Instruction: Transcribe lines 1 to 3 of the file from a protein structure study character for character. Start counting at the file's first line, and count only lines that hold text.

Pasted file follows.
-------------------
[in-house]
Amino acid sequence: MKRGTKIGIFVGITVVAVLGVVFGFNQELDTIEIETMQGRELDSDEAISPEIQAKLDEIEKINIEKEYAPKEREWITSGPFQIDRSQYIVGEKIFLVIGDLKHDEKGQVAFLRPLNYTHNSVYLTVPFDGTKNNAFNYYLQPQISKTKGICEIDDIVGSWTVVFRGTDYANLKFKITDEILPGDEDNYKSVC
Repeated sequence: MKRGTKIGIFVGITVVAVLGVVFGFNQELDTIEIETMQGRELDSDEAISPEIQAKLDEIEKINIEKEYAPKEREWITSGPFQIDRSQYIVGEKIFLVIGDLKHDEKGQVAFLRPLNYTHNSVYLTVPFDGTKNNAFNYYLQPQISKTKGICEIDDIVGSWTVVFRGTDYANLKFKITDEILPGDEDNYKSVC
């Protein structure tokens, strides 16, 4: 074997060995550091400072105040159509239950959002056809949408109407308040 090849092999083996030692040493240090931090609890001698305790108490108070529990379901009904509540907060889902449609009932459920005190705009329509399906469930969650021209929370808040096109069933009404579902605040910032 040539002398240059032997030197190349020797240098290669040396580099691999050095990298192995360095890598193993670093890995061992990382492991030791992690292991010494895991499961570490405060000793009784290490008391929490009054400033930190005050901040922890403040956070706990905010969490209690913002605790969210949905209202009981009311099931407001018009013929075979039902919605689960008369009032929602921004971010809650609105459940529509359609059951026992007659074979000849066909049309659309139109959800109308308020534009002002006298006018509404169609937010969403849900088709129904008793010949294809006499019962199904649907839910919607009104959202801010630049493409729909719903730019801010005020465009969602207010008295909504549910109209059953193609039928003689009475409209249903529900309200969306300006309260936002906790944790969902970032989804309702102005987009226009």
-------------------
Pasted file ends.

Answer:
[in-house]
Amino acid sequence: MKRGTKIGIFVGITVVAVLGVVFGFNQELDTIEIETMQGRELDSDEAISPEIQAKLDEIEKINIEKEYAPKEREWITSGPFQIDRSQYIVGEKIFLVIGDLKHDEKGQVAFLRPLNYTHNSVYLTVPFDGTKNNAFNYYLQPQISKTKGICEIDDIVGSWTVVFRGTDYANLKFKITDEILPGDEDNYKSVC
Repeated sequence: MKRGTKIGIFVGITVVAVLGVVFGFNQELDTIEIETMQGRELDSDEAISPEIQAKLDEIEKINIEKEYAPKEREWITSGPFQIDRSQYIVGEKIFLVIGDLKHDEKGQVAFLRPLNYTHNSVYLTVPFDGTKNNAFNYYLQPQISKTKGICEIDDIVGSWTVVFRGTDYANLKFKITDEILPGDEDNYKSVC